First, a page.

Progressive Supranuclear Palsy (PSP) is a rare and progressive neurological disorder that affects movement, balance, and vision. The condition is caused by damage to certain nerve cells in the brain that control movement and cognitive function. PSP is a type of parkinsonism, a group of disorders that have similar symptoms to Parkinson's disease but are caused by different underlying conditions.
The symptoms of PSP usually begin gradually and worsen over time. Common early symptoms include difficulty with balance and coordination, falls, and stiffness in the neck and limbs. Other symptoms may include slurred speech, difficulty swallowing, eye movement problems, cognitive impairment, and changes in mood and behavior.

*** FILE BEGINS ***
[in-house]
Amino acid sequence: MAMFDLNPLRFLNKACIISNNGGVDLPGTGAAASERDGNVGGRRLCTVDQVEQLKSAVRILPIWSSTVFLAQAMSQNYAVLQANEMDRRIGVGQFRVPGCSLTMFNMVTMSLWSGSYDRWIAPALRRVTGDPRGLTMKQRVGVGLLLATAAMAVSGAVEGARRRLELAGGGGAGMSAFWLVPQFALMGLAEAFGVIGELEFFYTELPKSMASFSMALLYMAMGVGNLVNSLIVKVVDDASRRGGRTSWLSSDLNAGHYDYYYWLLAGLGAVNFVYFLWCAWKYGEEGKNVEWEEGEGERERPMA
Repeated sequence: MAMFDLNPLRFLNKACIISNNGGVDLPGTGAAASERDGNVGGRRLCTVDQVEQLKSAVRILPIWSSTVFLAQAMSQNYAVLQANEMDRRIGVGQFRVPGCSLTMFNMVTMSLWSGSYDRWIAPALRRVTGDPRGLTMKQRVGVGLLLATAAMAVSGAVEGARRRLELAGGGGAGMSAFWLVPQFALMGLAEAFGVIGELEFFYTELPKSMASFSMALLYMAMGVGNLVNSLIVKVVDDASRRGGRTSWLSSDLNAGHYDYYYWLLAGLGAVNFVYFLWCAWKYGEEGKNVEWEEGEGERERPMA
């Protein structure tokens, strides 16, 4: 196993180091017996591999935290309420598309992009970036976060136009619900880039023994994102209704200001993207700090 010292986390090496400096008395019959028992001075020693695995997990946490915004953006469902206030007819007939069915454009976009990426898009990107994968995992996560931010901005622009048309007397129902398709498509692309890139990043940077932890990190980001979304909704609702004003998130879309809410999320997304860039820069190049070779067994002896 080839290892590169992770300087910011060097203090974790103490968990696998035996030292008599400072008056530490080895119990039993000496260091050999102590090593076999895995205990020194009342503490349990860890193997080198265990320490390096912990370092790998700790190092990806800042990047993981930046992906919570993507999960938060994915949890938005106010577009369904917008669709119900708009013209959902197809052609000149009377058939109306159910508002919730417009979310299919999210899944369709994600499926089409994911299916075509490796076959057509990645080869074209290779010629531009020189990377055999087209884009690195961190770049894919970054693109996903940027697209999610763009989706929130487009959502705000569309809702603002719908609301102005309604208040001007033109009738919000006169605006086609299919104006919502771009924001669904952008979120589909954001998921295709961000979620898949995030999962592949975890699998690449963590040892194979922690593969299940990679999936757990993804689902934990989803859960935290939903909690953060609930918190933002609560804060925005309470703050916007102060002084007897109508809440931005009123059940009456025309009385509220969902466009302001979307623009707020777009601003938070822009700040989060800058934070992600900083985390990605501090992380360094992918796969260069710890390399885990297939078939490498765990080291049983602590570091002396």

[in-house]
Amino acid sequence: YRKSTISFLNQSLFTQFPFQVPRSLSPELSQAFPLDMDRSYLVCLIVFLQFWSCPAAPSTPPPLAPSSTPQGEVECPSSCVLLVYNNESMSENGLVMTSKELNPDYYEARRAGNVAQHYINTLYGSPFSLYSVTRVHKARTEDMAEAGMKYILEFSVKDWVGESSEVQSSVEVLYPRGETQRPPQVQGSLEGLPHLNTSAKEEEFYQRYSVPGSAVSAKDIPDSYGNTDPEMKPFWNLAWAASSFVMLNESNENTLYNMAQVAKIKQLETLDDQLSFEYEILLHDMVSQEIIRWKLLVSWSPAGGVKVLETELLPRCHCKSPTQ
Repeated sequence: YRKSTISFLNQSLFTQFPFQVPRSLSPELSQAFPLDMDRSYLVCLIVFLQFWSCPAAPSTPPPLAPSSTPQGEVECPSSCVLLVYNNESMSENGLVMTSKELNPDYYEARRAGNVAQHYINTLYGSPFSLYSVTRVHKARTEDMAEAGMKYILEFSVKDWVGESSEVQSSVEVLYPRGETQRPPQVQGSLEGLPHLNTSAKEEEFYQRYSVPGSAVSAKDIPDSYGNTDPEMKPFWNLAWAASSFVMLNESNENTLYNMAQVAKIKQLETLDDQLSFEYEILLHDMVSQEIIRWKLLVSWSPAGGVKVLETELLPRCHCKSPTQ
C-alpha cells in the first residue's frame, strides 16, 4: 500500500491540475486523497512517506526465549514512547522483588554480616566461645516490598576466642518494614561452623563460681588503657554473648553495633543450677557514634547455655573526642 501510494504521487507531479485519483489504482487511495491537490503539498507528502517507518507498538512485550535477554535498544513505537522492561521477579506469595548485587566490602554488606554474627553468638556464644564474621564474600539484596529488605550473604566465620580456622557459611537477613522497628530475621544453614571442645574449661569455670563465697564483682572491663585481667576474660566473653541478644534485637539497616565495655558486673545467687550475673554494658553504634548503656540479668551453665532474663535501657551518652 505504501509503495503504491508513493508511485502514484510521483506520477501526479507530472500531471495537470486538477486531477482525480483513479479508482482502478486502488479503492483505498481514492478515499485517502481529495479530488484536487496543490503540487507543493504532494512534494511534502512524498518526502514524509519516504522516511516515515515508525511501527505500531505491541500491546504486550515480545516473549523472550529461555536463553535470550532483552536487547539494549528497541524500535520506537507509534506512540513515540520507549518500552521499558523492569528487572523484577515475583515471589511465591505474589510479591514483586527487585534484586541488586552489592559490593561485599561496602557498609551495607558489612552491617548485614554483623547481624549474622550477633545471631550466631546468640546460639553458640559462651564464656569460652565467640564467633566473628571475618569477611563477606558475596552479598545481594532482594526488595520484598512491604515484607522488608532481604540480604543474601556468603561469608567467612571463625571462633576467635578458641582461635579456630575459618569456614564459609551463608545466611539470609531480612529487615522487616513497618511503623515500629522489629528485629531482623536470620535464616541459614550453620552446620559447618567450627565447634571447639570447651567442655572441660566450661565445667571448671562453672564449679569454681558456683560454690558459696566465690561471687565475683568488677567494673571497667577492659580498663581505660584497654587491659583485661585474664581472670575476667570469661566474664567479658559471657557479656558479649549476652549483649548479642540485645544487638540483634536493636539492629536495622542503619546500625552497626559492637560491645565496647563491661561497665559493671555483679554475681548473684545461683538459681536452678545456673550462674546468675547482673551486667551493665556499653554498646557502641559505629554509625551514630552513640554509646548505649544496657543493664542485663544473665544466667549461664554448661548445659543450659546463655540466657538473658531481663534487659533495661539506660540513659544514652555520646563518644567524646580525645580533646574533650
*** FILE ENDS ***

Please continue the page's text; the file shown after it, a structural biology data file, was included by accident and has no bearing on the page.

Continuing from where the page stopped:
The exact cause of PSP is not fully understood, but it is thought to be related to abnormal accumulation of a protein called tau in certain areas of the brain. This abnormal protein accumulation can damage nerve cells and impair their ability to communicate with each other, leading to the symptoms of PSP.
There is currently no cure for PSP, and treatment is aimed at managing symptoms and improving quality of life. Medications may be prescribed to help control movement problems, and physical therapy can help maintain mobility and reduce the risk of falls. Speech therapy and swallowing therapy may also be helpful for individuals with PSP who have difficulty with communication or eating. In some cases, surgery may be recommended to alleviate symptoms such as difficulty with eye movement.